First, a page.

For example, a fluid pressure of 2,500 psi in a pump with a 30 GPM rated flow requires 43.75 hp to create this pressure and flow. (Pump efficiency is also a factor, but that's not pertinent for a basic understanding.)

If you think of a simplistic application where two gear pumps are connected by lines with no valves, as one pump turns, it drives the other, since the increased pressure of the fluid has to go somewhere. In such a circuit, the "other" pump is now a motor. This is a basic example of a pump driving a hydraulic motor.

The second type of hydraulic pump is the vane pump. It is often used for fixed displacement (rated flow) applications. As the teeth in gear pumps eventually wear out from constant contact, the beauty of the vane pump is that it actually gets better with wear, the vanes seating more closely within the pump housing.

Both gear and vane pumps create pressure and flow whenever their power source turns them, so a clutch is often fitted when the power source needs to run for other purposes (as in a genset), and hydraulic demands are idle.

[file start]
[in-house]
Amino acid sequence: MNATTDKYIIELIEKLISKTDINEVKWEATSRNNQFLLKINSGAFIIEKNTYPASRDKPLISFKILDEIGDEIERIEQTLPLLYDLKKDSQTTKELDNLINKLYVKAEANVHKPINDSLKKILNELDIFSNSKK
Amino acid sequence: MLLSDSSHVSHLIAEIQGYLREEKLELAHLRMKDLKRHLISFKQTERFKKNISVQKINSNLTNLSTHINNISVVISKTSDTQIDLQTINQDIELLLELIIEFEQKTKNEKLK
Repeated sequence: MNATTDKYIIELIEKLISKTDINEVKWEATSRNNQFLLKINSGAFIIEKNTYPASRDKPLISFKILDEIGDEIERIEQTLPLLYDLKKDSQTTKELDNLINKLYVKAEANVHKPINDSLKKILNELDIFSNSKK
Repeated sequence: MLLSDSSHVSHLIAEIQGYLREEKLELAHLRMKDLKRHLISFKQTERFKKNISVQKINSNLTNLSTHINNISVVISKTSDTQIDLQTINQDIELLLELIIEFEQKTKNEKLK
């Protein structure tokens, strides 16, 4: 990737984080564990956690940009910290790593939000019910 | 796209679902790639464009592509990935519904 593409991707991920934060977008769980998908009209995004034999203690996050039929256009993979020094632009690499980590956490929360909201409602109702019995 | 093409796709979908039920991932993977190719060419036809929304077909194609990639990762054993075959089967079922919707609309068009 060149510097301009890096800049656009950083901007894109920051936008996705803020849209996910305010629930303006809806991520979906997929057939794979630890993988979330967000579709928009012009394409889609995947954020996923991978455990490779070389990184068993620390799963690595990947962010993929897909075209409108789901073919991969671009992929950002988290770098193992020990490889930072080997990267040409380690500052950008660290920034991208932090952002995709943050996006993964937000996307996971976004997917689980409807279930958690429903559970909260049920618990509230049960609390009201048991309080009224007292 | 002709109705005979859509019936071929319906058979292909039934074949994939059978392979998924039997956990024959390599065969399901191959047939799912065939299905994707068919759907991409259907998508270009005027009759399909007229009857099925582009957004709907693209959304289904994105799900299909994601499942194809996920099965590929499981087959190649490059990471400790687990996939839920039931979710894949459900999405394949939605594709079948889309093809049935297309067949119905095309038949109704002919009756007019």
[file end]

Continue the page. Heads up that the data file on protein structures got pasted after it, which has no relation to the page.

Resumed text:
The third (and more expensive) type of pump seen in marine applications is the piston pump. The piston pump offers the advantage of variable output, from zero flow to full forward to full reverse, and everywhere in between.

The piston pump has an internal swashplate to control GPM and direction of flow. When the swashplate is set to neutral, the pump will run continuously with zero flow. This makes it the pump to have if it is to be mounted directly to an diesel engine's PTO.

For reasons of long service life, and suitability for marine applications (other than steering systems), the most commonly used pumps in marine hydraulics are vane and piston pumps.

Other System Components

The basic system also includes a reservoir tank, and a filter of some kind to provide the pump with an uninterrupted supply of clean hydraulic fluid. Many trawlers have hydraulic steering, and the pump and reservoir might be an integral unit. Larger systems, as found in fin stabilizer and thruster applications, would have a tank mounted separately from the pump.

Flexible hoses are often seen in hydraulic systems, although, when a long run does not require flexibility, stainless steel tubing is a better choice for permanent installation. Either way, it's important that the burst pressure of these lines (hose or stainless steel) is more than adequate to take the maximum pressure generated by the system.